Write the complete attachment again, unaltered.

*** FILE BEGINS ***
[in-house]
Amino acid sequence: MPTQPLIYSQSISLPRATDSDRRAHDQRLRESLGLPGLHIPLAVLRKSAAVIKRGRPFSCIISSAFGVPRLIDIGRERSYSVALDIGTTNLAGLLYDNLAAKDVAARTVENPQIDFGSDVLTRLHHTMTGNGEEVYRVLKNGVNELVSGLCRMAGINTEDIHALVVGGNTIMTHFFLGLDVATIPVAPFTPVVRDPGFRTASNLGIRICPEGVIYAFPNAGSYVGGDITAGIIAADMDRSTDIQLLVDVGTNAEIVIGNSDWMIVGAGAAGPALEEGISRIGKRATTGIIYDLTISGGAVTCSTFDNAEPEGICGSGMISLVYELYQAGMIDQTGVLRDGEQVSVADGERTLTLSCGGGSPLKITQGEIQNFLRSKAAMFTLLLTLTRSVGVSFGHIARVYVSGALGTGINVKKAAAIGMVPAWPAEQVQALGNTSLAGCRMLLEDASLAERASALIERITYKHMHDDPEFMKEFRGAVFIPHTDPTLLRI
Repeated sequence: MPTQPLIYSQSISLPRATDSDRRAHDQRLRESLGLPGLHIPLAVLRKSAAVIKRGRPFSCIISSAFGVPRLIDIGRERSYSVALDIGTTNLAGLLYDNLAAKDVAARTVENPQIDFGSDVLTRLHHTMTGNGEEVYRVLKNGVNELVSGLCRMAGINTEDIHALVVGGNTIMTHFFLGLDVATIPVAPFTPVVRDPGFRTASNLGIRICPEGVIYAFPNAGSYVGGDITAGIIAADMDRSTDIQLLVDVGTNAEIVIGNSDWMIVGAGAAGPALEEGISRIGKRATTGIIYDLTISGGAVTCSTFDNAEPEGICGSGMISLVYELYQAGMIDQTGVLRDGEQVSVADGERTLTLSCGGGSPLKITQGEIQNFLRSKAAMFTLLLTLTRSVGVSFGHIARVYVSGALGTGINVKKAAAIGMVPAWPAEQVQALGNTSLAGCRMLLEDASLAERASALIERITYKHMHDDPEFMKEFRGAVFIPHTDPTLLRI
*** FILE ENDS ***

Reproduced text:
[in-house]
Amino acid sequence: MPTQPLIYSQSISLPRATDSDRRAHDQRLRESLGLPGLHIPLAVLRKSAAVIKRGRPFSCIISSAFGVPRLIDIGRERSYSVALDIGTTNLAGLLYDNLAAKDVAARTVENPQIDFGSDVLTRLHHTMTGNGEEVYRVLKNGVNELVSGLCRMAGINTEDIHALVVGGNTIMTHFFLGLDVATIPVAPFTPVVRDPGFRTASNLGIRICPEGVIYAFPNAGSYVGGDITAGIIAADMDRSTDIQLLVDVGTNAEIVIGNSDWMIVGAGAAGPALEEGISRIGKRATTGIIYDLTISGGAVTCSTFDNAEPEGICGSGMISLVYELYQAGMIDQTGVLRDGEQVSVADGERTLTLSCGGGSPLKITQGEIQNFLRSKAAMFTLLLTLTRSVGVSFGHIARVYVSGALGTGINVKKAAAIGMVPAWPAEQVQALGNTSLAGCRMLLEDASLAERASALIERITYKHMHDDPEFMKEFRGAVFIPHTDPTLLRI
Repeated sequence: MPTQPLIYSQSISLPRATDSDRRAHDQRLRESLGLPGLHIPLAVLRKSAAVIKRGRPFSCIISSAFGVPRLIDIGRERSYSVALDIGTTNLAGLLYDNLAAKDVAARTVENPQIDFGSDVLTRLHHTMTGNGEEVYRVLKNGVNELVSGLCRMAGINTEDIHALVVGGNTIMTHFFLGLDVATIPVAPFTPVVRDPGFRTASNLGIRICPEGVIYAFPNAGSYVGGDITAGIIAADMDRSTDIQLLVDVGTNAEIVIGNSDWMIVGAGAAGPALEEGISRIGKRATTGIIYDLTISGGAVTCSTFDNAEPEGICGSGMISLVYELYQAGMIDQTGVLRDGEQVSVADGERTLTLSCGGGSPLKITQGEIQNFLRSKAAMFTLLLTLTRSVGVSFGHIARVYVSGALGTGINVKKAAAIGMVPAWPAEQVQALGNTSLAGCRMLLEDASLAERASALIERITYKHMHDDPEFMKEFRGAVFIPHTDPTLLRI